The cheerleaders file into the gym, decked out in pink warm-up shirts. Their ages range from 15 to 45, but the level of excitement is the same for all. Their theme this year is "Smile" and it couldn't be more appropriate.
"Each member has many difficulties and health issues," says young coach Connor Dafler, "but every Wednesday they're so excited to be here for practice and they're so happy."
Connor, her mom, and her sister have coached and supported the special team since 2004. Today, at age 18, Connor is the main coach and choreographer. "The special team has taught me so much. I've grown really close to the girls and they've clung to me in a way. I look forward to practice every week."
From an athletic family, Connor began cheering as an eight-year-old. "School cheerleading has a silly mentality attached. But All Stars requires a lot of physical and mental strength. Competitions are tough. A lot of people think cheerleading is rah, rah, rah, but it's blood, sweat, and tears, and it's risky. People can break their necks and I can't tell you how many bloody noses and black eyes I've experienced."
A true sport, All Stars cheerleading requires cardio and physical strength. Athletes must strengthen their arms, legs, abs, and core balance. The flexibility required is similar to gymnastics. Throughout her career, Connor traveled with her high school team around the southeast, placing first and second in the nation. "It boosted my confidence a lot. You're dependent on your teammates. Where that is true with all sports, cheering gives you only a few minutes to do your performance with your teammates. You have to trust. Even if there's a girl on your team you don't like, you have to suck it up and learn to love them as your teammate."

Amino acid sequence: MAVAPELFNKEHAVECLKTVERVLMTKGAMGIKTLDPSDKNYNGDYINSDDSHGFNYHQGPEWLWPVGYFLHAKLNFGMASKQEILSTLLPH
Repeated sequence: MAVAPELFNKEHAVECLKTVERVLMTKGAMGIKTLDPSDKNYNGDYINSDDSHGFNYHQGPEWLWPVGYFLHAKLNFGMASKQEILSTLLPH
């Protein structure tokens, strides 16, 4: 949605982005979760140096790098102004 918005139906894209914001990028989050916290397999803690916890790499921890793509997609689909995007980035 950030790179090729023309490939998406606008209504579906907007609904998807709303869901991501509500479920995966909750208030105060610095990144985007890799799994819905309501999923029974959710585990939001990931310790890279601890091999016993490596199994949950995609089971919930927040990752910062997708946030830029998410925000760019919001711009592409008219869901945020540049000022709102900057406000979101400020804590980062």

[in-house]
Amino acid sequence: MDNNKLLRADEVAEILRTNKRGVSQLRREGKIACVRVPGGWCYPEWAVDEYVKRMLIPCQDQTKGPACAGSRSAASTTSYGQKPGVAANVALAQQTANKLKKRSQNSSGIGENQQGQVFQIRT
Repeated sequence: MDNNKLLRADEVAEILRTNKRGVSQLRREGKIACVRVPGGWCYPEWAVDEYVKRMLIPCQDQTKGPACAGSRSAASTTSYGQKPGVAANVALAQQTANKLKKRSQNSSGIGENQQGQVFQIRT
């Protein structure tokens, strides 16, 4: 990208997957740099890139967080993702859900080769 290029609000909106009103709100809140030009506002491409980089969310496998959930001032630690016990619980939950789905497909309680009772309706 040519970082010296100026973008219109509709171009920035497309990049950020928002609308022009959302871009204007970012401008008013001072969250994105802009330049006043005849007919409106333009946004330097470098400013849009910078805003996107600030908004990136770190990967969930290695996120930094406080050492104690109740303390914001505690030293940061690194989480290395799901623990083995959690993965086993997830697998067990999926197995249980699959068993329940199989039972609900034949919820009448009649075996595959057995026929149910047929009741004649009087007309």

Connor has dedicated her life to helping others. Starting classes at the University of South Carolina this fall, Connor plans on majoring in exercise science. "I want to be a personal trainer and dietician, especially to help people who struggle with obesity. I really got into my health and eating in high school. Some people in my family have struggled with their diets, and I think it would be cool to help someone get on the right track, to where they want to be. I never want to be hypocritical, so if I'm coaching someone on strength or helping someone eat better, I think I need to do the same."
As a coach, Connor helps each member of the special team work through a variety of health issues. Choreographing the routines, she creates performances that enable each member to shine. "I think that with all they have to go through, if they're still happy, I know I can be happy no matter what I'm going through. It's so encouraging to me. To the members of the special team, everything's possible. So I wonder why sometimes I doubt myself or think things are so bad in my life. Their parents say I've helped them so much. But they don't realize how it affects me. It's so rewarding. They've taught me to live in every moment." Connor smiles and watches the team members begin their warm-ups. "I think helping others is a huge esteem and confidence builder in itself. I feel that if I'm doing something to help someone else and help them become happier, it naturally makes me feel better. I want to be remembered as making a change in someone's life. And hopefully through coaching the special team I can make a positive change in people's lives."
Connor's dream: "I've always dreamed of owning my own cheerleading gym, so that might be in the cards too."
Hardest part about cheerleading: "I've always struggled with mental blocks. I can be completely prepared for something physically, but if I'm afraid, I'm not going to do it. The best thing when I have a mental block is to just keep doing it and get through it."
Health advice: "If you simply limit food to moderation, it totally helps. A simple walk down the street will help, or walk to the mailbox, then walk a little farther. Start out small and challenge yourself."